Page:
ING: Smoking ban will cost Dutch supermarkets dearly

ING: Smoking ban will cost Dutch supermarkets dearly

The Dutch Times quoted ING as saying that supermarkets will lose more than 1.5 billion euros ($1.64 billion) in revenue due to the ban on tobacco sales that takes effect in the Netherlands on July 1.

According to researchers at the bank, about 35% of tobacco sales will shift to tobacco shops and smaller convenience stores.

Gas stations and shops on the Belgian-German border will also benefit from the Dutch supermarket smoking ban.

Tobacco accounts for about 7% of Dutch supermarket revenue, equivalent to a total annual revenue of 3.2 billion euros.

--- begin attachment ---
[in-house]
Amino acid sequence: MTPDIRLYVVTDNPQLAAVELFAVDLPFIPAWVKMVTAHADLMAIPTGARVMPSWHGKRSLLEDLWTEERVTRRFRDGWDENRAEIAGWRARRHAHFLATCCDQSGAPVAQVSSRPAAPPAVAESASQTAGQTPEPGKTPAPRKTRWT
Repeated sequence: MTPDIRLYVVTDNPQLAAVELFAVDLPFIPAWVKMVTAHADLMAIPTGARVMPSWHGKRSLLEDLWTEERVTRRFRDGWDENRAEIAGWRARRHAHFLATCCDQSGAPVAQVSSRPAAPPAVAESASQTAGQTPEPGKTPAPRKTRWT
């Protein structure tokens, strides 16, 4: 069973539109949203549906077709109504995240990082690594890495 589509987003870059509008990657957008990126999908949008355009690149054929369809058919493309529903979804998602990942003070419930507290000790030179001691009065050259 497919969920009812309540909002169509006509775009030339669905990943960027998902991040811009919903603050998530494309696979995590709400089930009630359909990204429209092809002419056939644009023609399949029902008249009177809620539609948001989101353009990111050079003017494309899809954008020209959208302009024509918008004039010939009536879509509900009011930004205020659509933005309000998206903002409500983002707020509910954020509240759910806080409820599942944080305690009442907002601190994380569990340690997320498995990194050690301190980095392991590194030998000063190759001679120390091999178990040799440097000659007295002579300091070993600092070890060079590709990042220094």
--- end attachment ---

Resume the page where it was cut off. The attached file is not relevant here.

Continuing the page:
Thijs Geijer, an economist at ING, said: "The revenue decline will be more pronounced in the second half of 2024." Most supermarkets, with the exception of Lidl and most Albert Heijn stores, will be in the first six months of the year. Tobacco sales continue.

"Supermarket turnover growth will continue to fall sharply into 2025 as the ban takes effect on July 1," Gage predicted.
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